Invaders From Mars (1953) [31 Days of American Horror Review]

Following on from his on “31 Days of Hammer” in January, his “31 Days of British Horror” in March and May, and his “31 Days of American Horror” in August and October, Jules is fixing to round out 2018 with 31 more days of classic American Horror movies.

So brace yourself, folks.  It’s going to be a bumpy ride.

Director: William Cameron Menzies
Starring:  Jimmy Hunt, Helena Carter, Arthur Franz, Morris Ankrum, Leif Erickson, Hillary Brooke

1953 was the year when American horror cinema really started to embrace its new obsession with the Fear of the Other. Invaders From Mars is a prime example of the concept but with its own, unique spin. Rushed into production to pre-empt George Pal’s War Of The World’s adaptation, it would be the first UFO/aliens film seen in colour, but it would set itself apart with the brilliant conceit of viewing it through the eyes of a child.

An alien invasion leading to the local population falling under their control and turning into drones is already an unsettling idea. Seeing these visitors from another planet and the effect they have on authority figures via the perceptions of a young boy who looks up to and trusts give it a much more nightmarish and upsetting atmosphere.

Awakened one night by a thunderstorm, young David MacLean (Jimmy Hunt) sees a huge flying saucer land in the sandpit behind his home. He tells his scientist father George (Leif Erickson) who goes to investigate, but comes back the next morning a changed man. He’s cold and aggressive to his son, who begins to notice other townspeople acting in the same way.

When he sees his neighbour and schoolmate Kathy Wilson disappear underground while walking in the sandpit, it’s the final proof David needs that something is badly wrong in his town and he flees to the police station, where he is placed under the care of the health-department’s Dr Pat Blake (Helena Carter)who ends up believing his story.

Alongside Blake and fellow believer Dr Stuart Kelston (Arthur Franz), David realises that this is only the beginning, a spearhead from space that heralds a full scale invasion from Mars…

Invaders From Mars is one the one hand as standard as these films get, but it’s got a lot more to it than a basic alien invasion film. The UFO looks great, the tall green mutant footsoldiers are gloriously of their time but no less effective for it and the Martian overlord is a great early example of the floating head trope, all metallic paint, tentacles and surreal, alien menace.

It’s the child’s eye view that really sets this one apart though. Right from the off, Richard Blake and John Tucker Battle’s story established his comfortable, secure world before they go on to destroy it. His relationship with his father is clearly loving and close, sitting up late bonding over astronomy even if his mother thinks he should be asleep. They’re as close as any father and son could be and Leif Erickson is totally convincing as a natural parent, so when he comes back from the UFO site hostile and indifferent, it’s immediately jarring. When he angrily hits his son though? That’s a genuinely shocking moment and is given so much more impact with Jimmy Hunt’s brilliant response to it. You really feel for the wee guy and it brings home how severe the situation is. I’d go so far as to say it’s heartbreaking, with the camera lingering on his face, an awful mixture of fear, confusion and a dawning realisation that this is not his father.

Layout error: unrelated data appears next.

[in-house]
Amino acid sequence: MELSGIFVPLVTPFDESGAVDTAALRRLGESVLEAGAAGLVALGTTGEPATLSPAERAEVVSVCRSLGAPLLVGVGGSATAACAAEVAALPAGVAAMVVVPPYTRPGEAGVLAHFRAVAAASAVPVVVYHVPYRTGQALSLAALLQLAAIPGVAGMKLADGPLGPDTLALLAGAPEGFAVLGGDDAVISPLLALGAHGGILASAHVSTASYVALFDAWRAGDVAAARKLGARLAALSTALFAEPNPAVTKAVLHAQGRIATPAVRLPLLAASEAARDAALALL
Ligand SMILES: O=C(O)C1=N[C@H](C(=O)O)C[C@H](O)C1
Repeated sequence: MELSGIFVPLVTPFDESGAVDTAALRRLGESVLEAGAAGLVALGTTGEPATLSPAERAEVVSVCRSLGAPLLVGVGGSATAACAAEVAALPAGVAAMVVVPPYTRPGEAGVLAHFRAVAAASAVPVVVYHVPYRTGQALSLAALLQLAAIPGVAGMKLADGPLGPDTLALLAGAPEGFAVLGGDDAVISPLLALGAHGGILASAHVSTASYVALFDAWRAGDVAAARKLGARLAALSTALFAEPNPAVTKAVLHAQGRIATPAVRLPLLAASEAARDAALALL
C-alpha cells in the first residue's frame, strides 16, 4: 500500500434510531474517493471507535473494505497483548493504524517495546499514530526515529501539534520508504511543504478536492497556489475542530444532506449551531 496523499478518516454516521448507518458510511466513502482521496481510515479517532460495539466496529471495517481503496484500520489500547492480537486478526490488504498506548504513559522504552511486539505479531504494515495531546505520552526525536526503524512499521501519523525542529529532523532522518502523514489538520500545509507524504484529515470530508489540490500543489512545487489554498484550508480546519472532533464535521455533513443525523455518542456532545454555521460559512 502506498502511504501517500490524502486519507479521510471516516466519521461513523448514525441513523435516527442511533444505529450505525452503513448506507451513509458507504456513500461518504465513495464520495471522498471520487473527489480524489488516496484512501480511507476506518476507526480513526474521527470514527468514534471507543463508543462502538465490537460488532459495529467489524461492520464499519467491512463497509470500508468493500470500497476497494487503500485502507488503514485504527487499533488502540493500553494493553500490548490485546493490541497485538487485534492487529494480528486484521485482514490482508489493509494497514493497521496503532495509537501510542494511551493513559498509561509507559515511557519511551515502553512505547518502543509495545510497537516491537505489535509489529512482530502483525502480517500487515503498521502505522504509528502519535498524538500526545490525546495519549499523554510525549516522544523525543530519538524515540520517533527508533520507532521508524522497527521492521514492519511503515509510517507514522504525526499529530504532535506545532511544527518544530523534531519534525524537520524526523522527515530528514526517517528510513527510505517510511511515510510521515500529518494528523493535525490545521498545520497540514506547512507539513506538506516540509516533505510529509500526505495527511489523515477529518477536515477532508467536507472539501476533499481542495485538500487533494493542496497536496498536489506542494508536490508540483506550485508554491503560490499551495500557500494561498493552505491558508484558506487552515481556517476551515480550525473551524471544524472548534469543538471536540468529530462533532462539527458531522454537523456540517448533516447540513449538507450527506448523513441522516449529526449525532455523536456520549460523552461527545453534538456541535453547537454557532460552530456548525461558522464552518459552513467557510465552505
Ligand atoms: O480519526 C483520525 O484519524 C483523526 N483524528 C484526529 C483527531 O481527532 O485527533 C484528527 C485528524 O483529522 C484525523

From then on in, the authority figures he can trust start dwindling, increasing the general paranoia of the film, but brilliantly director William Cameron Menzies chooses to shoot many of his shots from a lower angle, giving us literally a child’s-eye view of the terrifying events that are unfolding in this sleepy American town.

Low angles make adults appear as giants, while the mutant Martians seem even more imposing and a multitude of adept tracking shots bring the whole thing to vivid, alarming life, due in no small part to John F. Seitz’ wonderful cinematography.

Even the production design becomes more nightmarish as it goes on (again by Menzies himself who had a long and successful career in that area with films like Gone With The Wind), where innocuous locations like the rooms of David’s house and the trees behind it gradually become more alien. It’s not just the alien menace or the humans in their control, the very world around him is threatening now.

It’s that dreamlike quality that really sets Invaders From Mars apart. That unearthly green glow that bathes the Martian spaceship, the newly twisted and warped trees that surround it, the malevolent but ethereal sound design as the aliens capture new victims, it all feels like one big hallucination or nightmare, a hazy fever dream of the end of the world.

Which, in the original American version it was. Horribly, the poor audience in the USA got a Bobby Ewing in the shower ending and a “Gee whiz!” when David’s dream started to really happen at the end. Urgh.

The British version has not just new scenes added but fixes the conclusion in a satisfactory way that won’t have you putting your foot through the screen and that’s the one that’s being reviewed here.

So not quite a classic for me, but a very important, intelligent and massively enjoyable early look to the stars. There would be plenty more to come, but few would have the imagination of Invaders From Mars.

Rating: 4/5.

JULESAVThe Writer of this piece was: Jules Boyle
Jules tweets from @Captain_Howdy

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